Desi Arnaz and Lucille Ball (I Love Lucy) - $7.5 Million
On air for just six seasons, I Love Lucy created a lasting impact that far exceeded its middling run. The show helped the nation â€” possibly even the world â€” see just how popular TV shows could be.
Desi Arnaz, the actor who played the titular Lucille Ball's husband on I Love Lucy, was also really married to Lucille Ball at the time, but the couple divorced in 1960. That meant they had to find a way to split their residuals evenly. Up until the rights were sold in 2018, the pair earned $7.5 million apiece each year.
Jaleel White (Family Matters) - $10 Million
Surprisingly, even shows that plenty of people are quick to criticize at the time can go on to build an impressive audience and make quite a hefty sum. Apparently, even hate-watching can result in a paycheck for stars. This is what happened with shows like Family Matters.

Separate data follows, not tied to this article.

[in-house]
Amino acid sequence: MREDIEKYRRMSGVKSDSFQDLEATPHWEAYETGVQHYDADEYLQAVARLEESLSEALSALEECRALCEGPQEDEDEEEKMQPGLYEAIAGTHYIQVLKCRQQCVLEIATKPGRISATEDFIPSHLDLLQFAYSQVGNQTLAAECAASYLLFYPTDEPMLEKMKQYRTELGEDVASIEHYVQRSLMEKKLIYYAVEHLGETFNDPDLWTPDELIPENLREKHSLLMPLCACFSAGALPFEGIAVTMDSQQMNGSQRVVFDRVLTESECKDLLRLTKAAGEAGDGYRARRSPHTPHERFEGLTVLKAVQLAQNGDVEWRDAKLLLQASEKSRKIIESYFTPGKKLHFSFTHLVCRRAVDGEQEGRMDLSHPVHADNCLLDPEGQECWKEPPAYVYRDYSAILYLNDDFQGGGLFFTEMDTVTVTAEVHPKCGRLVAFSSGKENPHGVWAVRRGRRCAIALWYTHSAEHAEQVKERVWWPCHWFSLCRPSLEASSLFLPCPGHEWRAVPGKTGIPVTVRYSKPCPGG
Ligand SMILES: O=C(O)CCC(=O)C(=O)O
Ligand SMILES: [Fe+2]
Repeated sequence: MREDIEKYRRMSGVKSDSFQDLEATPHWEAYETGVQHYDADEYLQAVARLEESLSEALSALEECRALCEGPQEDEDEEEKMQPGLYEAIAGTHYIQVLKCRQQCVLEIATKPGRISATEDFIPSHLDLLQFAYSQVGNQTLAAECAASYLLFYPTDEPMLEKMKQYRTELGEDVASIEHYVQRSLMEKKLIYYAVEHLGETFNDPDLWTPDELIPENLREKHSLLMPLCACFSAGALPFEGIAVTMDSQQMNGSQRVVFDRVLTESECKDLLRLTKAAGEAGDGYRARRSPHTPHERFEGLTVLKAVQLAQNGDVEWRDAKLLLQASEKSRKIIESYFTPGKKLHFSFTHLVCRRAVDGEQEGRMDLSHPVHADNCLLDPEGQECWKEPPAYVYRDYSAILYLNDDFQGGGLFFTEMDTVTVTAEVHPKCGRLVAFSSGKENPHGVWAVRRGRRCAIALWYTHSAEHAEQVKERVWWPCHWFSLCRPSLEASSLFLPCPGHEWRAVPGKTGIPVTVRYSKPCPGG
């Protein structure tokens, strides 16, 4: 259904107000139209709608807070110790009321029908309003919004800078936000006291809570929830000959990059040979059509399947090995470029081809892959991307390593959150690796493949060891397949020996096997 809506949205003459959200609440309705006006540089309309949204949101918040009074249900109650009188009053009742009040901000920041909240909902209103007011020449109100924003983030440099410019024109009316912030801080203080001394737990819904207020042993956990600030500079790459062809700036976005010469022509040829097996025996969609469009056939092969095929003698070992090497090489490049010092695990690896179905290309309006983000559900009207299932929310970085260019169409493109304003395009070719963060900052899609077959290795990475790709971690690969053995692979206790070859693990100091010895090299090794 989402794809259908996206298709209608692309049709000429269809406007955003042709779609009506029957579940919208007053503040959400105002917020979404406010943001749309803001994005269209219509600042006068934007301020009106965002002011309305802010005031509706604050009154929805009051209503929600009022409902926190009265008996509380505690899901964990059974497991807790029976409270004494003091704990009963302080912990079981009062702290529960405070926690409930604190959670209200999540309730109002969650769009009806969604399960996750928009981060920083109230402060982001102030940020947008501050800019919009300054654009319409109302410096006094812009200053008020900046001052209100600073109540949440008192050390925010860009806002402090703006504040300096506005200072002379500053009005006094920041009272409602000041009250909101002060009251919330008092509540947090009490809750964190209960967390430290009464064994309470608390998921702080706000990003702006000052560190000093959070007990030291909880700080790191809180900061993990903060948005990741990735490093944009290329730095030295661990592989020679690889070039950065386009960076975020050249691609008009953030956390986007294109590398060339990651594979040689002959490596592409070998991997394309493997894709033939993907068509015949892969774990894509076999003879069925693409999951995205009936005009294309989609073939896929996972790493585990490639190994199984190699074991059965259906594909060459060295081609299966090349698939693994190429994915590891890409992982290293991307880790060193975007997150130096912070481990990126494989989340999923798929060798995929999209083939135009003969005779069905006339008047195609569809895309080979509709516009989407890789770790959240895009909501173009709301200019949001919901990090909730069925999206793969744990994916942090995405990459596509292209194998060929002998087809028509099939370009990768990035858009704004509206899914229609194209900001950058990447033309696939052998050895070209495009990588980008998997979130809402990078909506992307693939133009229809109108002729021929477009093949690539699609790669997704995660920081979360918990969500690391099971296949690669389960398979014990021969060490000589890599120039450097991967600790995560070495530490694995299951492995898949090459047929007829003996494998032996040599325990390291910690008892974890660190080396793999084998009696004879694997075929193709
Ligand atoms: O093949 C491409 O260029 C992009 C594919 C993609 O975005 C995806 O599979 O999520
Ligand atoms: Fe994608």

A spinoff of the series Perfect Strangers, the show featured main character Steve Urkel (played by Jaleel White) and other key cast members who have gone on to make millions off the reruns alone. White's net worth sits somewhere around $10 million today, and he credits the bulk of that to his annual residuals.
The Simpsons Cast - $10 Million
Originally created as a segment on the popular variety series The Tracey Ullman Show, the long-running primetime cartoon The Simpsons continues to be a relevant and popular series more than 30 years after its initial debut.